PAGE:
I won’t repeat them here. It’s not my story to tell.

I did have advice though.

Every time I tell my story, there are consequences for the people in my family.

I fear my mother will never release the guilt she feels about her inability to see what was hidden so expertly.

My brother mourned a father I only know in pieces and parts that don’t reconcile themselves to one another.

My father’s family experiences a range of emotions and reactions that I will never understand.

It is my story.

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It is my truth but sharing it hurts. It hurts others and sometimes – damn it – it hurts myself.

Even though I wish it didn’t any more.

However, I did not conjure up this pain. I did not bring this upon us all like some plague.

My father did this.

He made choices that turned his only daughter into his victim.

He ruined his own reputation and sullied his own good name.

I am only telling the truth.

It’s not an easy truth but my story belongs and I have rarely been made to feel otherwise.

Your story belongs too.

This morning, I recognized a truth being stifled. I saw a true story being shoved out into the open where it was insulted and scolded in an effort to change the truth.

It was heartbreaking.

And it will happen again. It’s probably happening right now in some corner of the world and just down the street.

I’d like to say I don’t understand why families of victims behave this way but I do.

Deeply, in my heart, I also wish that my father had lived up to his good reputation. I wish it were as simple as the wrong outfit, the wrong place, too many cocktails, flirty behavior or unclear boundaries.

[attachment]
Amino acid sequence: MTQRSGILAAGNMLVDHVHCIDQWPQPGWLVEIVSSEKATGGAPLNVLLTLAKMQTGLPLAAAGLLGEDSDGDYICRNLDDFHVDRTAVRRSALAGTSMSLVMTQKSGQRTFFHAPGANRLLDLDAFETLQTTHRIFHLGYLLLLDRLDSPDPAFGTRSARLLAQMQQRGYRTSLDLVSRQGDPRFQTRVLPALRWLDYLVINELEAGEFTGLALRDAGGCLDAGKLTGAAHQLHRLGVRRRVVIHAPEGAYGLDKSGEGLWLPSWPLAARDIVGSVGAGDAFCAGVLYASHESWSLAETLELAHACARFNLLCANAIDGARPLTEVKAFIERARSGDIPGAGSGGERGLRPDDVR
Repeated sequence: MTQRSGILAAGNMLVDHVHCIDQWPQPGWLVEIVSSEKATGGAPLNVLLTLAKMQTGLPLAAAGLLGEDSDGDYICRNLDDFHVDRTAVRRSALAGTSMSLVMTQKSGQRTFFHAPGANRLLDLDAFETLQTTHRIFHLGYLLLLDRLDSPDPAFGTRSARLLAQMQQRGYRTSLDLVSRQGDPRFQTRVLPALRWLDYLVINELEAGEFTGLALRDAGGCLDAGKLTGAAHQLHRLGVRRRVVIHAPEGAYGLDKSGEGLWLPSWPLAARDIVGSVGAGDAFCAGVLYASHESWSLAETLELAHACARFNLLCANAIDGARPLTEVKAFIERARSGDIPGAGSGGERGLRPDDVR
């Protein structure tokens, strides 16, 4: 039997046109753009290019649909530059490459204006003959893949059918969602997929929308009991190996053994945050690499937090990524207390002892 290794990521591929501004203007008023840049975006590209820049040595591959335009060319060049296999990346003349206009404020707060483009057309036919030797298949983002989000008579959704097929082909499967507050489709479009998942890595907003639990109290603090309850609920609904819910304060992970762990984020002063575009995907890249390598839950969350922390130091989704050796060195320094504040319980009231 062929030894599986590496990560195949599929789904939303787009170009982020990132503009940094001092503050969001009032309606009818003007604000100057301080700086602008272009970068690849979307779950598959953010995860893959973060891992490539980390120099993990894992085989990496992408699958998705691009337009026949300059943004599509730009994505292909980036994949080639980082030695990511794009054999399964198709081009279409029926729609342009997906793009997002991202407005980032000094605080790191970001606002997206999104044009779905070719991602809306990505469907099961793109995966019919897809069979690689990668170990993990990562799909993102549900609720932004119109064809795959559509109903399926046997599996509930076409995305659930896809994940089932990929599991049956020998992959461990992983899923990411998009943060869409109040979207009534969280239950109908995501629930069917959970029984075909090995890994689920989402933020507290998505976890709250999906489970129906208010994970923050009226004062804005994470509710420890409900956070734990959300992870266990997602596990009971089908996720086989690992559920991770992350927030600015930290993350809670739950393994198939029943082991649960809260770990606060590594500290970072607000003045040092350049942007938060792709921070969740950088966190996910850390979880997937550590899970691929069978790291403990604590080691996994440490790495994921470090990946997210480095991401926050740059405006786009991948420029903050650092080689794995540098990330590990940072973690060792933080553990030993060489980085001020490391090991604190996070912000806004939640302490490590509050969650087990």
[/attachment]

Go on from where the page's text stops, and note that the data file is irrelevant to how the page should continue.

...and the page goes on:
If only.

I recognize, deep in my heart that when you see that no one is safe, you start to realize that it could happen to you and you panic.

Stop it.

Those excuses only take the focus off of the only person in the situation who deserves to be shamed, punished and seeking repentance – the perpetrator.

If someone has enough faith in you to share the burden of their most terrible story, please, please believe them. Please.

Give faith in return for faith.

If you fail a loved one in this manner, it will have dire, long-lasting and sometimes irrevocable consequences for you both.

Believe me. I know.wpid-img_20140502_073144.jpg

True story.

Love,

Tashmica

PS – I had to add this sassy picture to drive home the point. Ya dig?

No Fair: A Mother Allergic To Hugs?

This morning I awoke to the soft carpeted thuds of my seven-year old’s feet rounding the side of my bed.  He quickly scurried under the covers and his head popped up next to mine.

“Good morning, Momma.”

Isaac & Mommy

“Good morning, Little Fish.”

I smoothed back from his forehead dark hairs recently parted by a mischievous scissor incident last week.  He wrapped his arms around my waist and folded into my body.  I love that my children are still small enough to fit so close.  I can imagine I am still carrying them in my womb.  I miss that time of wonder and flesh rolling with their bodies shifting under my skin.

Within minutes, Levi came to us in a flying leap.  He kissed his daddy on the face about 13 times, rolled over, lifted his arm and said,

“Mom, smell my armpit.”

I don’t know why I get armpit and dad gets showered with kisses.  Levi made it up to me by rolling over again, announcing more than asking, “Dad, smell my breath.”, before breathing hot into Paul’s face before he could contest.

For a time, we are cuddled in a warm cocoon.  Limbs all tangled with covers as we put off heading into a day apart.

Suddenly, I realize that I cannot move my arm.  I realize that I cannot quite roll over because my legs are under the dog.  I find my body in a contorted position that I cannot change or control.

And just like that, the panic sets in.